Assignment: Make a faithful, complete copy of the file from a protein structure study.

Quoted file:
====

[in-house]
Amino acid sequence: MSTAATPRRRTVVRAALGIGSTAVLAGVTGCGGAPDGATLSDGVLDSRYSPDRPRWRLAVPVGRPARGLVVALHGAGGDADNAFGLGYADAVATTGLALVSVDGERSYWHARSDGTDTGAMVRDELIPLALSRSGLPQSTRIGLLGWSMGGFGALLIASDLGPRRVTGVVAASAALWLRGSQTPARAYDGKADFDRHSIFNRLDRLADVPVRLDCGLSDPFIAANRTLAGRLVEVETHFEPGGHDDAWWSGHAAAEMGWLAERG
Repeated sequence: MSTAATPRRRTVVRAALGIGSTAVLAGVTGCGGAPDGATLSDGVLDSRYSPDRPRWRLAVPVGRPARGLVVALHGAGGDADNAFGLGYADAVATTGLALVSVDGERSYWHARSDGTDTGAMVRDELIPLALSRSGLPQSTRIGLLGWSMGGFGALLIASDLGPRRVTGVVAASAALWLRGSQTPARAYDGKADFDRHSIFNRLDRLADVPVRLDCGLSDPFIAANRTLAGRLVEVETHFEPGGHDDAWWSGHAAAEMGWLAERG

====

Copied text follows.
[in-house]
Amino acid sequence: MSTAATPRRRTVVRAALGIGSTAVLAGVTGCGGAPDGATLSDGVLDSRYSPDRPRWRLAVPVGRPARGLVVALHGAGGDADNAFGLGYADAVATTGLALVSVDGERSYWHARSDGTDTGAMVRDELIPLALSRSGLPQSTRIGLLGWSMGGFGALLIASDLGPRRVTGVVAASAALWLRGSQTPARAYDGKADFDRHSIFNRLDRLADVPVRLDCGLSDPFIAANRTLAGRLVEVETHFEPGGHDDAWWSGHAAAEMGWLAERG
Repeated sequence: MSTAATPRRRTVVRAALGIGSTAVLAGVTGCGGAPDGATLSDGVLDSRYSPDRPRWRLAVPVGRPARGLVVALHGAGGDADNAFGLGYADAVATTGLALVSVDGERSYWHARSDGTDTGAMVRDELIPLALSRSGLPQSTRIGLLGWSMGGFGALLIASDLGPRRVTGVVAASAALWLRGSQTPARAYDGKADFDRHSIFNRLDRLADVPVRLDCGLSDPFIAANRTLAGRLVEVETHFEPGGHDDAWWSGHAAAEMGWLAERG